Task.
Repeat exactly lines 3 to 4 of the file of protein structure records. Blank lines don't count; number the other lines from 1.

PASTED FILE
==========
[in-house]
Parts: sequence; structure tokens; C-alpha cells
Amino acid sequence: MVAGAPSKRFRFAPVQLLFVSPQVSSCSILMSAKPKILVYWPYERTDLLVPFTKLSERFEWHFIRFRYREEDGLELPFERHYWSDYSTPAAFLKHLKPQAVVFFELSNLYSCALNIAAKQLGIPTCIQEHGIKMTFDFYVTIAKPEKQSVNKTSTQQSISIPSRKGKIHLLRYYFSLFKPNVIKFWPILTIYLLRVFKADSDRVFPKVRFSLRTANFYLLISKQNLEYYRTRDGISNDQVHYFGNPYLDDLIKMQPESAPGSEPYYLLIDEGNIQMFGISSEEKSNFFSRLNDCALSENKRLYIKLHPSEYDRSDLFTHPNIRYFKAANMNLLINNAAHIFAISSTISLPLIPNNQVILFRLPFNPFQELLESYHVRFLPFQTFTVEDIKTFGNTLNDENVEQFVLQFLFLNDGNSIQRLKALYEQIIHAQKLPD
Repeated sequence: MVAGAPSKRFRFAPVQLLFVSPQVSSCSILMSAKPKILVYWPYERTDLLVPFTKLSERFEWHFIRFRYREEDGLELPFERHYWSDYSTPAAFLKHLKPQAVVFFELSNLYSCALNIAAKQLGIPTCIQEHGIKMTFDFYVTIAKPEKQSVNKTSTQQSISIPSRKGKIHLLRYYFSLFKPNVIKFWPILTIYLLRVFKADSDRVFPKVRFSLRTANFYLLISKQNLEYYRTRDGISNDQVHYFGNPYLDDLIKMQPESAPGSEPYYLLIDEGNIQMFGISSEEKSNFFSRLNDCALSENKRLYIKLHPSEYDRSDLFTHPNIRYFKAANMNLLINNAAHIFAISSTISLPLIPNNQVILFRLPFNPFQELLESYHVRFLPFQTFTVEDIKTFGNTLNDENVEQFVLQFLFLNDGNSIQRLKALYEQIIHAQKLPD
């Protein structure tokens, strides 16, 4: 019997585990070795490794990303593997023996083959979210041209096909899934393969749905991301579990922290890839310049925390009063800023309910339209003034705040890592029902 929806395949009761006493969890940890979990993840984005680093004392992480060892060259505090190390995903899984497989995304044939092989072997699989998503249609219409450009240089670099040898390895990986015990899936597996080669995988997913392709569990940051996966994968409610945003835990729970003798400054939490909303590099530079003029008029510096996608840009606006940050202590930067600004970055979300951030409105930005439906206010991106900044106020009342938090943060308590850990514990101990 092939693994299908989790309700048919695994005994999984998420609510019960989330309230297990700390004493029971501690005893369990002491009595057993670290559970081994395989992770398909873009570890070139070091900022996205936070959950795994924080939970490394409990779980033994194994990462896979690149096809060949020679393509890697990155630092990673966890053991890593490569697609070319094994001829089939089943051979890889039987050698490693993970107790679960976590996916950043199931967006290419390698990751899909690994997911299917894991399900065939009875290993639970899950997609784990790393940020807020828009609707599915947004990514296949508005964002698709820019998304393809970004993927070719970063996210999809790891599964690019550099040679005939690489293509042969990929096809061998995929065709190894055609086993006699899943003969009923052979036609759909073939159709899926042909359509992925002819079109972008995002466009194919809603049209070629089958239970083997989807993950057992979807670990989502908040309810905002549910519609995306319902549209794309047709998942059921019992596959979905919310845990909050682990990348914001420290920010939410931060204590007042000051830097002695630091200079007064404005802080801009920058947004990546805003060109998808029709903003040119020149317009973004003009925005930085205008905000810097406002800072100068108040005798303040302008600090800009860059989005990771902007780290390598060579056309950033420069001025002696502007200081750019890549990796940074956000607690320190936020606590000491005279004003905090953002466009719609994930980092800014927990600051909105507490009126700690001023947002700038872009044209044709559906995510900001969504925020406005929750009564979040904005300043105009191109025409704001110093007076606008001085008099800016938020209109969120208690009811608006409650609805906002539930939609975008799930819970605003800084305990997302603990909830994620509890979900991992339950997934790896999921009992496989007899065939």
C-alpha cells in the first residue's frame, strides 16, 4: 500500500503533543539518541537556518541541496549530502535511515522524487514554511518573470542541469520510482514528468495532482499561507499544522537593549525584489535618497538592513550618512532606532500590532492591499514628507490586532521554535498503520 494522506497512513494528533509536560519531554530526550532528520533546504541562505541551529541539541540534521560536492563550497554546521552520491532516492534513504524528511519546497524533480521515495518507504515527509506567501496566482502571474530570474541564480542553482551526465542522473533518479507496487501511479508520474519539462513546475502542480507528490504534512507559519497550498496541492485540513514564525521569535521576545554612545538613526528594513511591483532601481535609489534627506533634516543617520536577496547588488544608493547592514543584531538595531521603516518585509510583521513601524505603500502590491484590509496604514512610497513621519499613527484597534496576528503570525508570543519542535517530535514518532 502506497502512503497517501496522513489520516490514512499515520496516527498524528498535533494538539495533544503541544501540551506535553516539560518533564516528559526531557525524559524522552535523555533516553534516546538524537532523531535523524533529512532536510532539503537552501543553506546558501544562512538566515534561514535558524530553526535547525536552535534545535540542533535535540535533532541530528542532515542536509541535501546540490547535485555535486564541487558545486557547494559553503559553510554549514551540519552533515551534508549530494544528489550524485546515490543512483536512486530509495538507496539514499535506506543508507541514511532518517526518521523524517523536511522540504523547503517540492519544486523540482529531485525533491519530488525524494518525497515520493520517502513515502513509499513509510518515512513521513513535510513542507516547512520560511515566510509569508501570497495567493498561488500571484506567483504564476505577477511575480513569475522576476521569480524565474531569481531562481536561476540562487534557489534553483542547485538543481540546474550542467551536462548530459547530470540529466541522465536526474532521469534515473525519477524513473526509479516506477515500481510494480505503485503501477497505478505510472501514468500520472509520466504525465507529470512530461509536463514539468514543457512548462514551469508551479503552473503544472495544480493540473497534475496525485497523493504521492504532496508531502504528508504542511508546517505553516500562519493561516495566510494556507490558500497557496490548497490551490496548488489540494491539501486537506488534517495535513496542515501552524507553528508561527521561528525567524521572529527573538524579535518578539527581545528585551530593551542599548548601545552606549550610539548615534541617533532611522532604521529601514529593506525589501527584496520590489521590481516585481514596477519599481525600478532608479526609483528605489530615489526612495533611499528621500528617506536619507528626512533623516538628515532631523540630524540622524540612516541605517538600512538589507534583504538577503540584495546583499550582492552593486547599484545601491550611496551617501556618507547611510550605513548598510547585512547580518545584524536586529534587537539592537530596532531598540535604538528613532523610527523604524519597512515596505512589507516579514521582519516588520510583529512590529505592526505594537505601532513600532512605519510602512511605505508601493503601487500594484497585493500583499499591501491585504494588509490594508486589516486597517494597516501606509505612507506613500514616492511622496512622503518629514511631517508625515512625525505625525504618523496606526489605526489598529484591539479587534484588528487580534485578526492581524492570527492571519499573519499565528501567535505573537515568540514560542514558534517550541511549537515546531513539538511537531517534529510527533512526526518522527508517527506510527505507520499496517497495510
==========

Amino acid sequence: MVAGAPSKRFRFAPVQLLFVSPQVSSCSILMSAKPKILVYWPYERTDLLVPFTKLSERFEWHFIRFRYREEDGLELPFERHYWSDYSTPAAFLKHLKPQAVVFFELSNLYSCALNIAAKQLGIPTCIQEHGIKMTFDFYVTIAKPEKQSVNKTSTQQSISIPSRKGKIHLLRYYFSLFKPNVIKFWPILTIYLLRVFKADSDRVFPKVRFSLRTANFYLLISKQNLEYYRTRDGISNDQVHYFGNPYLDDLIKMQPESAPGSEPYYLLIDEGNIQMFGISSEEKSNFFSRLNDCALSENKRLYIKLHPSEYDRSDLFTHPNIRYFKAANMNLLINNAAHIFAISSTISLPLIPNNQVILFRLPFNPFQELLESYHVRFLPFQTFTVEDIKTFGNTLNDENVEQFVLQFLFLNDGNSIQRLKALYEQIIHAQKLPD
Repeated sequence: MVAGAPSKRFRFAPVQLLFVSPQVSSCSILMSAKPKILVYWPYERTDLLVPFTKLSERFEWHFIRFRYREEDGLELPFERHYWSDYSTPAAFLKHLKPQAVVFFELSNLYSCALNIAAKQLGIPTCIQEHGIKMTFDFYVTIAKPEKQSVNKTSTQQSISIPSRKGKIHLLRYYFSLFKPNVIKFWPILTIYLLRVFKADSDRVFPKVRFSLRTANFYLLISKQNLEYYRTRDGISNDQVHYFGNPYLDDLIKMQPESAPGSEPYYLLIDEGNIQMFGISSEEKSNFFSRLNDCALSENKRLYIKLHPSEYDRSDLFTHPNIRYFKAANMNLLINNAAHIFAISSTISLPLIPNNQVILFRLPFNPFQELLESYHVRFLPFQTFTVEDIKTFGNTLNDENVEQFVLQFLFLNDGNSIQRLKALYEQIIHAQKLPD